Among the wealth of historic photographs available through Western Libraries’ Heritage Resources is the collection of over 30,000 aerial images archived at the Center for Pacific Northwest Studies. Ranging in date from 1935-2001, these images were generated through numerous aerial surveys around the region, including the northwest counties and National Forest lands of Washington State. Formerly housed at Huxley Map Library, these valuable resources were transferred to the Center for Pacific Northwest Studies (CPNWS) in 2011.

Following extensive work by Eric Mastor to further organize and describe the collection, a detailed guide to available flight indices and accompanying sets of images can be accessed online. CPNWS staff welcome inquiries from the public about access and use of the collection, and recommend that interested researchers contact us for an advance appointment to view materials at the archives.  

Stereoscope used to view aerial flight images.

A stereoscope, as pictured above, provides a means to view overlapping, vertical images and obtain a magnified, 3D effect (useful for assessing the depth of terrain). Stereoscopes are available at CPNWS for use by researchers.

The majority of photographs in the collection result from aerial surveys conducted by US government agencies, including the USDA Forest Service and Washington Department of Natural Resources. These include coverage of Whatcom County, the Mt. Baker National Forest and other National Forest and Parks lands in Washington. The collection also includes some coverage of other Washington counties and U.S. states. For example, a small group of images document survey work conducted for the Alaska-Canada Highway during the 1930s. The collection is a valuable resource for researchers interested in environmental history and change (including forestation, glaciation and waterways), and supports fields of inquiry relating to habit restoration, urban growth studies and property history. All are welcome to contact or visit CPNWS to find out more.

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Steve Raymond explores the legacy of Roderick Haig-Brown

Steve Raymond, a life-long fly fisher and author, visited Special Collections and gave a presentation about Roderick Haig-Brown, fly fisher, author, and conservationist. 

The event attracted fly fishers from around the Northwest, who came to hear Mr. Raymond's insights into the literary works of Roderick Haig-Brown.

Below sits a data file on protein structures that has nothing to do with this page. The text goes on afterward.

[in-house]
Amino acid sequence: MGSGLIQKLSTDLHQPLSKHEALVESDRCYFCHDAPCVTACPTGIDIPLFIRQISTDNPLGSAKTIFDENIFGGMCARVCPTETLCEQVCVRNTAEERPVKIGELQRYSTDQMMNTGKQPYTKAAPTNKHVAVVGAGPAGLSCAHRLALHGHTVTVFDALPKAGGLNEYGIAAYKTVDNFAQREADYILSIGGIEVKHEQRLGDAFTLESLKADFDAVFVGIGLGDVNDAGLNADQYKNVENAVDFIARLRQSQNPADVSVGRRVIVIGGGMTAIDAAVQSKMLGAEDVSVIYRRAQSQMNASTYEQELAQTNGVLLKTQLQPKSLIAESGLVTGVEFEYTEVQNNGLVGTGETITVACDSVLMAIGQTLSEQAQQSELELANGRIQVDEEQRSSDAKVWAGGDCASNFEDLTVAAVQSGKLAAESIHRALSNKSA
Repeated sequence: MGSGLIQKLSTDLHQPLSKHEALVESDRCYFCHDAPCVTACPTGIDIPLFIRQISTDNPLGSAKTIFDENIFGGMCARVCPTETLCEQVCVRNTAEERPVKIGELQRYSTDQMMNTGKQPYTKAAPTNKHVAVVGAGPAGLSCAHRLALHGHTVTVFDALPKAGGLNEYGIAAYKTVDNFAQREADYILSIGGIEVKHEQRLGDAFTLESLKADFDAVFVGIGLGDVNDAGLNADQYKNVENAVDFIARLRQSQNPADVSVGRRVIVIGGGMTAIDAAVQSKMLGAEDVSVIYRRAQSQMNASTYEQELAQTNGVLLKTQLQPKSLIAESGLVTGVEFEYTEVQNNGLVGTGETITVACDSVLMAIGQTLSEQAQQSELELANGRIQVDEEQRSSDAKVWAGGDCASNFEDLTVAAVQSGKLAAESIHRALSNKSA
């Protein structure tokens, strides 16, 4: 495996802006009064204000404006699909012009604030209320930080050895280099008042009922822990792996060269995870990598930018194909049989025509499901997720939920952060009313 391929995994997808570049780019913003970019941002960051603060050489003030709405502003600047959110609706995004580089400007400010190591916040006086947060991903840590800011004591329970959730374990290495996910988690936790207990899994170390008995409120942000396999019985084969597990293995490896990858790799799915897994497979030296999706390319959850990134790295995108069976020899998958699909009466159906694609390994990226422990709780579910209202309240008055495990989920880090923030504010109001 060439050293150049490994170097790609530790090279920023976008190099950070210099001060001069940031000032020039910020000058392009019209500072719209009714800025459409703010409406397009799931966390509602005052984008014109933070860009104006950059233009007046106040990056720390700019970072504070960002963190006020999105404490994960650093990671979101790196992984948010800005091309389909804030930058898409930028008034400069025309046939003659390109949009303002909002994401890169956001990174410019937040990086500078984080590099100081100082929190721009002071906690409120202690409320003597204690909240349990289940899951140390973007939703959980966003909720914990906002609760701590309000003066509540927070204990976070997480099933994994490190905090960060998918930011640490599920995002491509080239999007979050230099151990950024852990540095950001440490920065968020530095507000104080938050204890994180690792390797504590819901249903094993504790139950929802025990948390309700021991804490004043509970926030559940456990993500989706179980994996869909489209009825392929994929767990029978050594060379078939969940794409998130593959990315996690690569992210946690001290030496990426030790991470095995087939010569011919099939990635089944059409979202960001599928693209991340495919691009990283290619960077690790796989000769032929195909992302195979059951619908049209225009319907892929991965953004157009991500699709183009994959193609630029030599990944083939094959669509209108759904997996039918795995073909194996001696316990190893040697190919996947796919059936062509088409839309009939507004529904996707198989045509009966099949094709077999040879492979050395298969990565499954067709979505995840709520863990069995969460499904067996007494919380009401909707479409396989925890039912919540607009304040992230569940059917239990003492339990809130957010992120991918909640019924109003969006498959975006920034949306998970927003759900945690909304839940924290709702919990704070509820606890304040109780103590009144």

Steve RaymondSteve Raymond

Before the presentation, Bruce Shepard, WWU President, presented a book about Western to Tobey Ishii-Anderson, niece of David Ishii, to honor the memory of David Ishii and his gift to Special Collections.

Steve and GuestsSteve Raymond with guests

After Steve Raymond's presentation, he answered questions about Roderick Haig-Brown and his own writing career.  Then everyone browsed the Fly Fishing Collections in the Special Collections storage area and the books exhibited in the Research Room.

Marian and Joan RaymondMarian Alexander and Joan Raymond

Raymond event

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Fly Fishing Students visit Special Collections

Fly FishingOn June 25th, Special Collections was pleased to welcome the Huxley College of the Environment class ESCI 315: The Art, Science, and Ethics of Fly Fishing, taught by Leo Bodensteiner and Steve Meyer.  

The class was shown many of the treasures from the Fly Fishing Collection, including the first American edition of Izaak Walton's classic, The Complete Angler, or, the Contemplative Man's Recreation (1857).

The deluxe edition of The Dettes: A Catskill Legend (enclosed in a custom slipcase with a shadow box on the front containing three mounted flies by the Dettes), The AmericFly Fishingan Fly Fisher, a periodical published by the American Museum of Fly Fishing.  And the Art of Angling Journal, which showcases the beauty of the sport.

Bamboo rods, fly plates, and other realia were on display in the Research Room.  Later the class toured the storage area, exploring the complete Fly Fishing Collection. 

Fly Fishing

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"Accessing Primary Sources through Western Libraries' Heritage Resources Programs" web tutorial now available online

Do your studies at Western require you to conduct research? Does some of that research involve using primary sources? Did you know there are places right here at Western where you can find and work with original primary source documents?